Saturday, July 17, 2010

Maasai women

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Driving through outskirts of Nairobi

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Friday, July 16, 2010

16th July Fiona's Perspective

Well, it is Friday lunchtime and they are still working on the car. They are now thinking it could be electrical, having eliminated all else. If they don't find the problem today, we are stuck here till Monday as the workshop is closed over the weekend!!!

I have extended our stay in the hotel by another night, whilst Gavin and Jen have moved on. We will most probably meet up in Mozambique again.

I am visualising the beaches in Mozambique again. I think positive visualisation is very effective.

Realising I am stuck for the afternoon with Alan at the workshop and no transport I went looking for something to do. I found a salon and booked a Manicure and Pedicure. What a treat after 2 weeks of walking around in slip slops in dusty conditions.
At home you would pay in the region of R400 for both. It cost me R140 and looked great!

I then anxiously waited for Alan to call as they had put the car back together and were going for a test drive.

In Uganda the main mode of transport besides Taxis, which were only common in main Centres and for long distance travel, was a Boda Boda. This was a motorbike rider who gave lifts across town to about 3 people at a time and charged about R2 - R5. No helmets necessary and obeying the road rules not even considered. They can be seen everywhere and hang around in groups on street corners.

In Kenya you have the Tuk Tuk, which is a little 3 wheeler car which charges R10 for a trip and then you still have the motorbike riders.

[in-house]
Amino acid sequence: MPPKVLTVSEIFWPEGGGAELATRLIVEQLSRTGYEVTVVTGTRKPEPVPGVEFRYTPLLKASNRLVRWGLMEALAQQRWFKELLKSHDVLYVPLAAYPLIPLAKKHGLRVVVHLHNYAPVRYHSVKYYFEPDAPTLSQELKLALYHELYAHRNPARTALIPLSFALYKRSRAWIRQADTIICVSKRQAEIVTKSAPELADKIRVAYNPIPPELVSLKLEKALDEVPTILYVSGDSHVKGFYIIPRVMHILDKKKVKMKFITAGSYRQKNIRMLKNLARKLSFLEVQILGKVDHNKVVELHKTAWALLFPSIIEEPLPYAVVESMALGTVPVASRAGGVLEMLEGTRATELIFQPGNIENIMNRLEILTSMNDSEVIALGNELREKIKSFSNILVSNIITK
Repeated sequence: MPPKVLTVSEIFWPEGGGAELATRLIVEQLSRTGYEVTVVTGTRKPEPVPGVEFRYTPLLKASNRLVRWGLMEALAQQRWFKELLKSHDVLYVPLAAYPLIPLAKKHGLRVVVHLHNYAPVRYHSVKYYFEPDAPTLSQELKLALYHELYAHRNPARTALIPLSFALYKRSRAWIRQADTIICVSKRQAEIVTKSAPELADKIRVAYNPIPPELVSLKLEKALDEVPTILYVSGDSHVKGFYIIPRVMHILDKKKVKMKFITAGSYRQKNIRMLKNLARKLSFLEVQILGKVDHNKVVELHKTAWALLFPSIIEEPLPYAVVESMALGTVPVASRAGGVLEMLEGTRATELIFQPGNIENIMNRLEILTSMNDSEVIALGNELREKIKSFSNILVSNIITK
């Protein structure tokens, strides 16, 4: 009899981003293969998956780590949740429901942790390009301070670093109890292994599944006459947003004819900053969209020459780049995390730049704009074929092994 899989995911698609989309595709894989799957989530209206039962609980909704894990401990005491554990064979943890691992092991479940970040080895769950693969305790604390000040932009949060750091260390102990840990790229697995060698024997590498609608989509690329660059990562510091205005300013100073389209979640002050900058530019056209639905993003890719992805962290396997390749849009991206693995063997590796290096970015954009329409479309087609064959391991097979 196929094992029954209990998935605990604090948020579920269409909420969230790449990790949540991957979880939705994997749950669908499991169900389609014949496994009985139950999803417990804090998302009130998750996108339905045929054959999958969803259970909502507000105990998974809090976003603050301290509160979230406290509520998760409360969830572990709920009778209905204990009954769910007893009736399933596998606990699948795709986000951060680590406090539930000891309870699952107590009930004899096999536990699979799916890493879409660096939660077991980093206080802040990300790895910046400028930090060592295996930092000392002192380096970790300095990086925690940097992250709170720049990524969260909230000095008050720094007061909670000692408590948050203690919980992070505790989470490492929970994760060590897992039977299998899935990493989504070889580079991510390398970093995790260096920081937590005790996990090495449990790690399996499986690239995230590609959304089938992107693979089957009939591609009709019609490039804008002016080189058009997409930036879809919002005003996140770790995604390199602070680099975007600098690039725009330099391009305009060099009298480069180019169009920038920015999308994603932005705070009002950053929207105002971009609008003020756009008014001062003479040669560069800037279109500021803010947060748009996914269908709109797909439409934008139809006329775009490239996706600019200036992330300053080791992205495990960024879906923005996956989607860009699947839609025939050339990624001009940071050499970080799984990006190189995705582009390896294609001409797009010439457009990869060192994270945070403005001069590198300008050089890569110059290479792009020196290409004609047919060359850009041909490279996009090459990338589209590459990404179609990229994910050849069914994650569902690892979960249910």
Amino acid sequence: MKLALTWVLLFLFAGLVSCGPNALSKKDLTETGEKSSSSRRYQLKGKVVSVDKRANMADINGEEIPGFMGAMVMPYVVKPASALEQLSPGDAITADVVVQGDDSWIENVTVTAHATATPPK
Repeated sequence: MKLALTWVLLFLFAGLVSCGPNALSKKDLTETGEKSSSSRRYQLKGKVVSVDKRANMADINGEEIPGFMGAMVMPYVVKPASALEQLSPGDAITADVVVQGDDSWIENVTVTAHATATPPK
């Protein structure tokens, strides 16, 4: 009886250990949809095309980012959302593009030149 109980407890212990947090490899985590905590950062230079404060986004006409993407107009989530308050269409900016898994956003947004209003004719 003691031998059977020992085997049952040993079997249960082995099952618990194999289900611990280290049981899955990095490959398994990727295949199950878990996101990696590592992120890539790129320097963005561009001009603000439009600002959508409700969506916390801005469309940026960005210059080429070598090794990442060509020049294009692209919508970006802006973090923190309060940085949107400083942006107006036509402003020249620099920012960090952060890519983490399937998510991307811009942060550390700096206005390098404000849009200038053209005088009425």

At 5PM I finally got a call from Alan to meet me in the bar!!! Good news, the car has been fixed!!!

After exhausting every other option, they found that the chip installed by Steve's Auto clinic in Kyalami Business Park was causing arcing and the intermittent power fluctuations. What really irritates us, is that we took it to Steve's Auto Clinic and told them there was a problem with the chip and can they look at it. They removed the chip, left the harness, which was causing the problem and did not even test drive the vehicle and still charged us R1500.00.
P.S. Alan is busy scraping their sticker off our rear windscreen!!!

Anyway, after celebrating, we are going to find a local restaurant tonight for dinner and plan our next few days.

Positive thinking works!!!

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Murchison Falls on the Nile from the boat

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Leaving Bwindi, Uganda

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Border post into Kenya

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The result of the style of truck driving in East Africa

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Thursday, July 15, 2010

15th July Fiona's Perspective

Alan and I got up a little later than normal. A) because the weather is a little cooler and it was warmer in bed B) we were tired because of the late night and driving all day (no, it had nothing to do with the Jamesons)

I did not mention how delicious the Samoosas were last night. We opted to have a snack for supper and they were tasty!!!

We drove into town and found a supermarket. Eldoret is quite a large town. After a shop for essentials, like bread, Red bull and Garlic we were on our way.

The drive down to Lake Nakuru was quick as the roads were probably the best we have been on for days. Unfortunately the vehicle started jerking intermittently, which is a problem we have had erratically for the last 4 months. Toyota Rivonia amongst other garages could not find the problem back in SA, but after visiting Toyota Nakuru, Kenya. We felt some hope. We left after an hour or two in the workshop and some spare parts, just incase.

We stopped at a petrol station to get a colddrink on our way out of town when an old African man tried to sell Alan a tow rope... It must have been a sign. Alan said he had no need for one, but the old man said he needed the money, so Alan offered to buy his Knob Kerry for R50. What a bargain, he handed it over, took the money and ran!

But disaster struck 12km down the road...the jerking and loss of power was still happening. So, we turned back to Nukuru.